A lot of historical novels have been written about the Russian Revolution, and a lot of historical novels have been written about Jews fleeing pogroms in the Russian Empire … so it’s rather nice to find one that’s a bit different. It isn’t the best-written book I’ve ever read – too many split infinitives, too many sentences beginning with conjunctions and far too much use of the second person instead of the third person! – but it certainly makes interesting reading.
The fictional characters freely intermingle with real people – Rasputin (presented, unusually, in a very positive light), Maxim Gorky, Anna Akhmatova, Felix Yussupov, Carl Fabergé – and, strangely, one of the main characters is the author’s great-great-uncle, although she gives him a different life from the one he really had. Also, the author makes the point which so, so few people do or get – that the pogroms didn’t take place in Russian proper. Everyone thinks that Fiddler on the Roof is set in Russia proper. It isn’t. It’s set in Ukraine. Maisie Mosco talks away about persecution in Russia, when the city she’s referring to is actually in Latvia. The “famous” pogroms, the worst of them, were in Kiev/Kyiv (Ukraine), Odes(s)a (Ukraine), Bialystok (Poland) and Chisinau (Moldova). Not Russia – and not Lithuania either. I thought at first that St Petersburg was an odd choice of location for a book about a member of the Bund, that Odes(s)a or Vilnius would have been more logical, but it worked well precisely because things were so much calmer in Russia proper.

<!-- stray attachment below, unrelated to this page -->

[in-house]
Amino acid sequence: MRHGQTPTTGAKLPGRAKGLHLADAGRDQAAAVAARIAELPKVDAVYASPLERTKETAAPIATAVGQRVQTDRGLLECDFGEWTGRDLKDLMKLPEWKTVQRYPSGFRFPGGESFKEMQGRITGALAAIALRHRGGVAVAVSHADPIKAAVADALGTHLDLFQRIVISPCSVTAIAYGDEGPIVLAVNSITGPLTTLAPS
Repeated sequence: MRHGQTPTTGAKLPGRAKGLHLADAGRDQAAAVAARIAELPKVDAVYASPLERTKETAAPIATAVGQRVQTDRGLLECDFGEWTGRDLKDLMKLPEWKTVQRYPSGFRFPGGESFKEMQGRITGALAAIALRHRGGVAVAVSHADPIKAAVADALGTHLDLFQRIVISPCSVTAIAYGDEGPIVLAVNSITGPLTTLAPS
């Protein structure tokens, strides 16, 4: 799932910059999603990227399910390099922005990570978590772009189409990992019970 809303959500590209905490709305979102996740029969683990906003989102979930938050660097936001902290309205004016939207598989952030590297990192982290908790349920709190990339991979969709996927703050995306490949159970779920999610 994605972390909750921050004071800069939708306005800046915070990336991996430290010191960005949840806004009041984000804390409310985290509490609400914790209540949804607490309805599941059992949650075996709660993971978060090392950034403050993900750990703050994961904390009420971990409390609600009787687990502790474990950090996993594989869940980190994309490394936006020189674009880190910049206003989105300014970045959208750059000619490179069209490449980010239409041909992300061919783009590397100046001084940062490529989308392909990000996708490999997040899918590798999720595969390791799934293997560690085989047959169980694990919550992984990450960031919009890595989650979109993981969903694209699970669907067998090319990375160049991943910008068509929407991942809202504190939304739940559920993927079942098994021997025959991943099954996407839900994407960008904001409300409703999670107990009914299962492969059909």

Our heroine, instead of fleeing to New York or Manchester or Leeds or wherever, ends up in St Petersburg, staying with her distant cousin, and he’s the one who’s a member of the Bund. The brave, politically aware members of the Bund and, ironically given how much they were talked about in Russia. the Jewish Bolsheviks are usually overlooked in English language novels, because they don’t fit the image of the persecuted “Russian” Jew being reborn amid the American Dream. She becomes involved both with him and with an Englishman, the character who was actually the author’s great-great-uncle, and with a rather bohemian circle in St Petersburg. Revolution breaks out … and then she does do the standard thing and leave, but it takes her a long time to get there.
A lot of different threads run though the book, and I’m not sure that all of them were as developed as fully as they could have been: maybe the author tried to do too much. However, it’s well worth reading, and it’s good to see a slightly different take on some very familiar themes.